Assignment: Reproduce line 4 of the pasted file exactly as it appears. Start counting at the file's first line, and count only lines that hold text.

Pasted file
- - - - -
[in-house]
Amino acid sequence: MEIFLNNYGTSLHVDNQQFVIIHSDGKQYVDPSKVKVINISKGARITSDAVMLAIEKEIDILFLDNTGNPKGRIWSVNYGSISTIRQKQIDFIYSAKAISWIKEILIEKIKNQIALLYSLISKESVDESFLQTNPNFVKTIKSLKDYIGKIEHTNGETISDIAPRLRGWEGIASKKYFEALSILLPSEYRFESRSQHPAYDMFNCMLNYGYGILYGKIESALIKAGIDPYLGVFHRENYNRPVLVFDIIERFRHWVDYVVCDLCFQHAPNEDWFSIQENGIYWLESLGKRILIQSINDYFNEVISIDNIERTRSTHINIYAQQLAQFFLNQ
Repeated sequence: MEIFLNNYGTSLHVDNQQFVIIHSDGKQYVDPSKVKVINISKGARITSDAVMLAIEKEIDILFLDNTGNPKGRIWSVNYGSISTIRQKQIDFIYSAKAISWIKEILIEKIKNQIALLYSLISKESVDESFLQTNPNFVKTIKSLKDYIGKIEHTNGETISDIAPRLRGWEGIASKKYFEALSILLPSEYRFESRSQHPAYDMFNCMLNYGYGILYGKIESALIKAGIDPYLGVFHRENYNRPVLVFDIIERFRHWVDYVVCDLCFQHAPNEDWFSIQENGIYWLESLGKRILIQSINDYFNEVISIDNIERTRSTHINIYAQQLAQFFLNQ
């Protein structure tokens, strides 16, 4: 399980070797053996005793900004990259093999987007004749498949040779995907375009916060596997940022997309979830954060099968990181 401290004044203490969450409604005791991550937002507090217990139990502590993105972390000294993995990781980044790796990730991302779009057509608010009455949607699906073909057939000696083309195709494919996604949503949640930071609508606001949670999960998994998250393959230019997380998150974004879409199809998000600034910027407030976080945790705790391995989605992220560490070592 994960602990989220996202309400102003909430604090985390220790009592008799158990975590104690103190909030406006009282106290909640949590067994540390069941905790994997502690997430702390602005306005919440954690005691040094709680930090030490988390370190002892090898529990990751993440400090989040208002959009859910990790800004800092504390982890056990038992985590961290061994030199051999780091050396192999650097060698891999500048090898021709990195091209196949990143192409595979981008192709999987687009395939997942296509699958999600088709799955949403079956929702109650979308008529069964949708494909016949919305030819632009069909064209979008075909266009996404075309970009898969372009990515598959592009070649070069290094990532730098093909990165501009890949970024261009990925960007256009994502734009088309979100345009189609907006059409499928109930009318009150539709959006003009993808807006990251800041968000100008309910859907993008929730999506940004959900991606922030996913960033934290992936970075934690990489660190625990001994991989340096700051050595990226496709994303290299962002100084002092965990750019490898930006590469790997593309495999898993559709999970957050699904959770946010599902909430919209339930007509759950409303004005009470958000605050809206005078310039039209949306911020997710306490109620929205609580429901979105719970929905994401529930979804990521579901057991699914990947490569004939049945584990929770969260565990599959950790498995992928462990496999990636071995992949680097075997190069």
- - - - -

């Protein structure tokens, strides 16, 4: 399980070797053996005793900004990259093999987007004749498949040779995907375009916060596997940022997309979830954060099968990181 401290004044203490969450409604005791991550937002507090217990139990502590993105972390000294993995990781980044790796990730991302779009057509608010009455949607699906073909057939000696083309195709494919996604949503949640930071609508606001949670999960998994998250393959230019997380998150974004879409199809998000600034910027407030976080945790705790391995989605992220560490070592 994960602990989220996202309400102003909430604090985390220790009592008799158990975590104690103190909030406006009282106290909640949590067994540390069941905790994997502690997430702390602005306005919440954690005691040094709680930090030490988390370190002892090898529990990751993440400090989040208002959009859910990790800004800092504390982890056990038992985590961290061994030199051999780091050396192999650097060698891999500048090898021709990195091209196949990143192409595979981008192709999987687009395939997942296509699958999600088709799955949403079956929702109650979308008529069964949708494909016949919305030819632009069909064209979008075909266009996404075309970009898969372009990515598959592009070649070069290094990532730098093909990165501009890949970024261009990925960007256009994502734009088309979100345009189609907006059409499928109930009318009150539709959006003009993808807006990251800041968000100008309910859907993008929730999506940004959900991606922030996913960033934290992936970075934690990489660190625990001994991989340096700051050595990226496709994303290299962002100084002092965990750019490898930006590469790997593309495999898993559709999970957050699904959770946010599902909430919209339930007509759950409303004005009470958000605050809206005078310039039209949306911020997710306490109620929205609580429901979105719970929905994401529930979804990521579901057991699914990947490569004939049945584990929770969260565990599959950790498995992928462990496999990636071995992949680097075997190069």